Many studies have shown that mucosal serotonin (5-HT) is associated with motility, however recently there have been some questions to the precise role of this transmitter. The majority of studies have focused on understanding the role of mucosal 5-HT on colonic migratory motor complexes, but very few studies have been carried out to understand how 5-HT release may be associated with other motility patterns. Methods Using distal colon segments from C57BL/6J mice, mucosal 5-HT overflow was monitored using amperometry whilst applying tension in longitudinal or circular directions to stretch the tissue. Key Results Phasic and basal 5-HT levels were not associated with the strength of phasic contractions, whilst being altered using scopolamine and L-NNA. There was a significant increase in mucosal 5-HT with longitudinal and circular muscle stretch. A greater applied force was needed to activate 5-HT release in the circular muscle. In the longitudinal muscle, 5-HT levels increased with stretch until 3 mN, after which the levels returned back to baseline. This stretch-evoked 5-HT overflow was inhibited by transient receptor potential A1 (TRPA1) agonist, 30 µM ruthenium red in both circular and longitudinal muscle preparations. The decreased 5-HT overflow after 3mN of tension was reversed using a 5-HT4 antagonist 100 nM GR113808. Conclusions & Inferences Our findings show a relationship between colonic stretch and mucosal 5-HT overflow, whilst no relationship is observed with phasic colonic contractions. Such findings provide more insight into the role of mucosal 5-HT in influencing the pattern of colonic motility to diversify fecal propulsion.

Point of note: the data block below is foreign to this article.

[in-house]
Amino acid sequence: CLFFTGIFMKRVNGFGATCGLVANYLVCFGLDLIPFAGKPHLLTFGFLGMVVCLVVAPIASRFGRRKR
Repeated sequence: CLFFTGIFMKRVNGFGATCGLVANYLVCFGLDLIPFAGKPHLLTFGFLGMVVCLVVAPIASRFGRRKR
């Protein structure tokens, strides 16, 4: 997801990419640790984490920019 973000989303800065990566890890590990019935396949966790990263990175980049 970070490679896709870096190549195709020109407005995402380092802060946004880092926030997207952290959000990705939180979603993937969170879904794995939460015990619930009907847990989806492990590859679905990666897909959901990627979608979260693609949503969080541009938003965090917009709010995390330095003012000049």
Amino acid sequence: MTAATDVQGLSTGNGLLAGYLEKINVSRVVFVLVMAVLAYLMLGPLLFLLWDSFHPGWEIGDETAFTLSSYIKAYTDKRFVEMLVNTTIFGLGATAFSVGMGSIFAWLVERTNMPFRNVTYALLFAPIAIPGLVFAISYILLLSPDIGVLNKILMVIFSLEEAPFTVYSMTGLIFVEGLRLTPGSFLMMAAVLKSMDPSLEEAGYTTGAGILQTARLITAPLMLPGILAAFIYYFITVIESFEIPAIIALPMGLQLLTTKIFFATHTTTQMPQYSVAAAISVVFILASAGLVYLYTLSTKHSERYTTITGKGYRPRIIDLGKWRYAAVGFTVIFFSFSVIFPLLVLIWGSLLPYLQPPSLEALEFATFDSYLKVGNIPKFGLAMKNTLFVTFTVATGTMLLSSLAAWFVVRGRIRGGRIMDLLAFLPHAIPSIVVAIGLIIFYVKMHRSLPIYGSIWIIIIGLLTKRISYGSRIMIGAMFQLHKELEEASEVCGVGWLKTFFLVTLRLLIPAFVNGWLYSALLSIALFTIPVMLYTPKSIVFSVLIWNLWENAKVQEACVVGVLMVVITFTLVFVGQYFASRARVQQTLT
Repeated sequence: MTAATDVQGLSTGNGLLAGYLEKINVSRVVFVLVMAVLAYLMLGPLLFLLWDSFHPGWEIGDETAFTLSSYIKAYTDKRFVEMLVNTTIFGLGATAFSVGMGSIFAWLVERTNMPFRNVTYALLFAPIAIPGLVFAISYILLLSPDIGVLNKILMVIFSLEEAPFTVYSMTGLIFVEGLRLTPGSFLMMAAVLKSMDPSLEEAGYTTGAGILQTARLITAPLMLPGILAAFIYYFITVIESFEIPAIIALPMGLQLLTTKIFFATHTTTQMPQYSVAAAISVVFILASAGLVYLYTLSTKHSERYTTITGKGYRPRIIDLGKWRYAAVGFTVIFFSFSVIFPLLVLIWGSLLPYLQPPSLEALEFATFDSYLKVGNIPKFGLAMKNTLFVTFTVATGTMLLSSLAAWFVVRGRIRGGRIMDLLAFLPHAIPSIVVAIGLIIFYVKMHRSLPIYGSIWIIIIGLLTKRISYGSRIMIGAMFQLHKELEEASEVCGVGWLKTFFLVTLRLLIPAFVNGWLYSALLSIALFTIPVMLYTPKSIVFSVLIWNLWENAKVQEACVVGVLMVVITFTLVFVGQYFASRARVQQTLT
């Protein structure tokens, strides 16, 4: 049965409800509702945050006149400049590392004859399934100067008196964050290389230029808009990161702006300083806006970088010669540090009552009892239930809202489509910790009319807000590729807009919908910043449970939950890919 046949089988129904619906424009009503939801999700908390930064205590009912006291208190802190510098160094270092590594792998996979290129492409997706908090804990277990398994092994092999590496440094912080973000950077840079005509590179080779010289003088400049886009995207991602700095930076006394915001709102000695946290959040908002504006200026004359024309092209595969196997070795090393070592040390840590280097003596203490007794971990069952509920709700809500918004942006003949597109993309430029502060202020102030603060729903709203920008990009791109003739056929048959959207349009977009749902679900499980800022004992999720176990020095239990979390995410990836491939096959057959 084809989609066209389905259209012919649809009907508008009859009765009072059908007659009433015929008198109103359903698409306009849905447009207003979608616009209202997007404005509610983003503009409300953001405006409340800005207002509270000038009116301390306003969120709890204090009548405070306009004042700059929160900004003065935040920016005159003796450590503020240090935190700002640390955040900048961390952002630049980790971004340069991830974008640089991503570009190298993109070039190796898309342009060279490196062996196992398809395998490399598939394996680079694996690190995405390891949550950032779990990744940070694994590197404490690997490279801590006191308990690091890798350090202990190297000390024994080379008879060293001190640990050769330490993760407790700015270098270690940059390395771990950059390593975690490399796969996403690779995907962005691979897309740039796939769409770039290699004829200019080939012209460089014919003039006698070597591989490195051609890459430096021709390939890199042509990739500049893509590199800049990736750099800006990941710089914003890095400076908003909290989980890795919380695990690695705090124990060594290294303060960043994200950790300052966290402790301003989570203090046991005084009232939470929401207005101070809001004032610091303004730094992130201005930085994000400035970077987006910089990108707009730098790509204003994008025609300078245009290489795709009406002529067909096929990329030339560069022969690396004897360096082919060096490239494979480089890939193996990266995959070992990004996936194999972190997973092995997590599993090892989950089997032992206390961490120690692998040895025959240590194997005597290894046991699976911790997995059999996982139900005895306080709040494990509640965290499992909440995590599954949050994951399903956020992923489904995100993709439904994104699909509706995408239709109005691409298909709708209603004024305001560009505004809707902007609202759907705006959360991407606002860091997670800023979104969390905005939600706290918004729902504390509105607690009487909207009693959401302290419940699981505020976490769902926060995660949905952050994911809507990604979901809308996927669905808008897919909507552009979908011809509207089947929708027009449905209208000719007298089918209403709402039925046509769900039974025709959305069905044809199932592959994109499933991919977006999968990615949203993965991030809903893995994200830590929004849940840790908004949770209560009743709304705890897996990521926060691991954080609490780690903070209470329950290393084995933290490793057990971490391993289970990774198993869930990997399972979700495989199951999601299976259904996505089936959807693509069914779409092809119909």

|Number of pages||10|
|Journal||Neurogastroenterology and Motility|
|Publication status||Published - 17 Feb 2016|
Bibliographical noteThis is the peer reviewed version of the following article: Patel, B. A. (2016), Mucosal serotonin overflow is associated with colonic stretch rather than phasic contractions. Neurogastroenterology & Motility, 28: 914–923, which has been published in final form at http://onlinelibrary.wiley.com/wol1/doi/10.1111/nmo.12791/abstract. This article may be used for non-commercial purposes in accordance with Wiley Terms and Conditions for Self-Archiving.
- enterochromaffin cell
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- School of Applied Sciences - Prof. Clinical and Bioanalytical Chemistry
- Chemistry Research and Enterprise Group
- Centre for Stress and Age-Related Disease